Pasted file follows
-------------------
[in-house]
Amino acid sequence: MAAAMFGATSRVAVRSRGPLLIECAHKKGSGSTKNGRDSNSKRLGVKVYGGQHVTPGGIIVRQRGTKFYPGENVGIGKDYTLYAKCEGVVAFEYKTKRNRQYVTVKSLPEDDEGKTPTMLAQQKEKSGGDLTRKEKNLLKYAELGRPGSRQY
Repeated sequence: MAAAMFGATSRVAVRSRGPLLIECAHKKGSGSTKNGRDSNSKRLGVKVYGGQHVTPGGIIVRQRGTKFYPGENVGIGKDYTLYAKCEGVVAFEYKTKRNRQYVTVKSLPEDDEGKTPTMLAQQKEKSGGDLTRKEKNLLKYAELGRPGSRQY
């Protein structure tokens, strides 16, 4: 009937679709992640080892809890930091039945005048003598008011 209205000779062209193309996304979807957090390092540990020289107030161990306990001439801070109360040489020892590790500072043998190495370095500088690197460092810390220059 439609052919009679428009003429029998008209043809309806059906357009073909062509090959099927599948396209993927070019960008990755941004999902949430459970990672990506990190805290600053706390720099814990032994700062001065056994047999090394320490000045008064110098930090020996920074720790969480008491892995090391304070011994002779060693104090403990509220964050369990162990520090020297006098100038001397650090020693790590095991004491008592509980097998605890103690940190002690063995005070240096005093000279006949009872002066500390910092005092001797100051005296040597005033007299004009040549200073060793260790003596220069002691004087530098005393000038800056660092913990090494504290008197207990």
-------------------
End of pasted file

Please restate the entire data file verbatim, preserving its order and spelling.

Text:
[in-house]
Amino acid sequence: MAAAMFGATSRVAVRSRGPLLIECAHKKGSGSTKNGRDSNSKRLGVKVYGGQHVTPGGIIVRQRGTKFYPGENVGIGKDYTLYAKCEGVVAFEYKTKRNRQYVTVKSLPEDDEGKTPTMLAQQKEKSGGDLTRKEKNLLKYAELGRPGSRQY
Repeated sequence: MAAAMFGATSRVAVRSRGPLLIECAHKKGSGSTKNGRDSNSKRLGVKVYGGQHVTPGGIIVRQRGTKFYPGENVGIGKDYTLYAKCEGVVAFEYKTKRNRQYVTVKSLPEDDEGKTPTMLAQQKEKSGGDLTRKEKNLLKYAELGRPGSRQY
């Protein structure tokens, strides 16, 4: 009937679709992640080892809890930091039945005048003598008011 209205000779062209193309996304979807957090390092540990020289107030161990306990001439801070109360040489020892590790500072043998190495370095500088690197460092810390220059 439609052919009679428009003429029998008209043809309806059906357009073909062509090959099927599948396209993927070019960008990755941004999902949430459970990672990506990190805290600053706390720099814990032994700062001065056994047999090394320490000045008064110098930090020996920074720790969480008491892995090391304070011994002779060693104090403990509220964050369990162990520090020297006098100038001397650090020693790590095991004491008592509980097998605890103690940190002690063995005070240096005093000279006949009872002066500390910092005092001797100051005296040597005033007299004009040549200073060793260790003596220069002691004087530098005393000038800056660092913990090494504290008197207990």